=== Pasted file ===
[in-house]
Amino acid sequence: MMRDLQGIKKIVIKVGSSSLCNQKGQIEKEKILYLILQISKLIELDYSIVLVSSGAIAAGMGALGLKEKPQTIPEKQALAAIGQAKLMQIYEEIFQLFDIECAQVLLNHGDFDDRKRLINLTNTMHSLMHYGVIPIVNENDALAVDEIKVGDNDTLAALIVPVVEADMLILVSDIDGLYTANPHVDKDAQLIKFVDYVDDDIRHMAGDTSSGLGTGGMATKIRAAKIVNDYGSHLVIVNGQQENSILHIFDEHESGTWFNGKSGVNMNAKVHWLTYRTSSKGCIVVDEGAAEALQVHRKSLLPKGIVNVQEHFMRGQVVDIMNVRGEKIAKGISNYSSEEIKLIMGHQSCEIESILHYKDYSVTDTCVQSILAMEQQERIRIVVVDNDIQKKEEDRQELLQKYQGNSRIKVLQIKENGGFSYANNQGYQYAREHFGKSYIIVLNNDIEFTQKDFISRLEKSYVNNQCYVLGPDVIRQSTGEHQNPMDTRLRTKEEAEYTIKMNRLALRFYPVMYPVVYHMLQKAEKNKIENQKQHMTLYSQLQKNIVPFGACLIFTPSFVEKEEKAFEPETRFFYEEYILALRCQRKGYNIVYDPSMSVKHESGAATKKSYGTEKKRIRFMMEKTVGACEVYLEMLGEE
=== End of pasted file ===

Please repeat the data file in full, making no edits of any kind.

[in-house]
Amino acid sequence: MMRDLQGIKKIVIKVGSSSLCNQKGQIEKEKILYLILQISKLIELDYSIVLVSSGAIAAGMGALGLKEKPQTIPEKQALAAIGQAKLMQIYEEIFQLFDIECAQVLLNHGDFDDRKRLINLTNTMHSLMHYGVIPIVNENDALAVDEIKVGDNDTLAALIVPVVEADMLILVSDIDGLYTANPHVDKDAQLIKFVDYVDDDIRHMAGDTSSGLGTGGMATKIRAAKIVNDYGSHLVIVNGQQENSILHIFDEHESGTWFNGKSGVNMNAKVHWLTYRTSSKGCIVVDEGAAEALQVHRKSLLPKGIVNVQEHFMRGQVVDIMNVRGEKIAKGISNYSSEEIKLIMGHQSCEIESILHYKDYSVTDTCVQSILAMEQQERIRIVVVDNDIQKKEEDRQELLQKYQGNSRIKVLQIKENGGFSYANNQGYQYAREHFGKSYIIVLNNDIEFTQKDFISRLEKSYVNNQCYVLGPDVIRQSTGEHQNPMDTRLRTKEEAEYTIKMNRLALRFYPVMYPVVYHMLQKAEKNKIENQKQHMTLYSQLQKNIVPFGACLIFTPSFVEKEEKAFEPETRFFYEEYILALRCQRKGYNIVYDPSMSVKHESGAATKKSYGTEKKRIRFMMEKTVGACEVYLEMLGEE